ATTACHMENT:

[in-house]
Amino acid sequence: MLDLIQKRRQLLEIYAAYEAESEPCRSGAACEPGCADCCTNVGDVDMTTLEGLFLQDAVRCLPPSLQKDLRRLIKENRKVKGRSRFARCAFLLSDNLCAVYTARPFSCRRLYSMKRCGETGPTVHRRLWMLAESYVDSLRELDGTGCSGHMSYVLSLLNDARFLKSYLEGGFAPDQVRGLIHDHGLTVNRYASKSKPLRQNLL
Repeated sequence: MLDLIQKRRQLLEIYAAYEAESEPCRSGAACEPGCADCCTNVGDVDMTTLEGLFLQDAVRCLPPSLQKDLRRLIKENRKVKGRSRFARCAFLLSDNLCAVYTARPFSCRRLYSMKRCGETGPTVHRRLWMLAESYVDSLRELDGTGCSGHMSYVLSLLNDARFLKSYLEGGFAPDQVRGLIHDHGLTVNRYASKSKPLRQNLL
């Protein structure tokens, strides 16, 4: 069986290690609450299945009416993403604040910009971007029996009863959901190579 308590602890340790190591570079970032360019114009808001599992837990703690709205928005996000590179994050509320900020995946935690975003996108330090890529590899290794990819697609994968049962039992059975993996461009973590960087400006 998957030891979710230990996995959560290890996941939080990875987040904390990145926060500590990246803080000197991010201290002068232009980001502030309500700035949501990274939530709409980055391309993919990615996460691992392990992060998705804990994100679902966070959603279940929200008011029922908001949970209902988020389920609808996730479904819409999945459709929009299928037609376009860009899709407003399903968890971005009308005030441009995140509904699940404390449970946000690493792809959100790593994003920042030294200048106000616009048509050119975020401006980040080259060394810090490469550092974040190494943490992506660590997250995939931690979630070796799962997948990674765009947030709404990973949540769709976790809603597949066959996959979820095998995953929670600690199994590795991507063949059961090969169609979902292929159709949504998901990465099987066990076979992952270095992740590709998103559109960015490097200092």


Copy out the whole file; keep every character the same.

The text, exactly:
[in-house]
Amino acid sequence: MLDLIQKRRQLLEIYAAYEAESEPCRSGAACEPGCADCCTNVGDVDMTTLEGLFLQDAVRCLPPSLQKDLRRLIKENRKVKGRSRFARCAFLLSDNLCAVYTARPFSCRRLYSMKRCGETGPTVHRRLWMLAESYVDSLRELDGTGCSGHMSYVLSLLNDARFLKSYLEGGFAPDQVRGLIHDHGLTVNRYASKSKPLRQNLL
Repeated sequence: MLDLIQKRRQLLEIYAAYEAESEPCRSGAACEPGCADCCTNVGDVDMTTLEGLFLQDAVRCLPPSLQKDLRRLIKENRKVKGRSRFARCAFLLSDNLCAVYTARPFSCRRLYSMKRCGETGPTVHRRLWMLAESYVDSLRELDGTGCSGHMSYVLSLLNDARFLKSYLEGGFAPDQVRGLIHDHGLTVNRYASKSKPLRQNLL
């Protein structure tokens, strides 16, 4: 069986290690609450299945009416993403604040910009971007029996009863959901190579 308590602890340790190591570079970032360019114009808001599992837990703690709205928005996000590179994050509320900020995946935690975003996108330090890529590899290794990819697609994968049962039992059975993996461009973590960087400006 998957030891979710230990996995959560290890996941939080990875987040904390990145926060500590990246803080000197991010201290002068232009980001502030309500700035949501990274939530709409980055391309993919990615996460691992392990992060998705804990994100679902966070959603279940929200008011029922908001949970209902988020389920609808996730479904819409999945459709929009299928037609376009860009899709407003399903968890971005009308005030441009995140509904699940404390449970946000690493792809959100790593994003920042030294200048106000616009048509050119975020401006980040080259060394810090490469550092974040190494943490992506660590997250995939931690979630070796799962997948990674765009947030709404990973949540769709976790809603597949066959996959979820095998995953929670600690199994590795991507063949059961090969169609979902292929159709949504998901990465099987066990076979992952270095992740590709998103559109960015490097200092």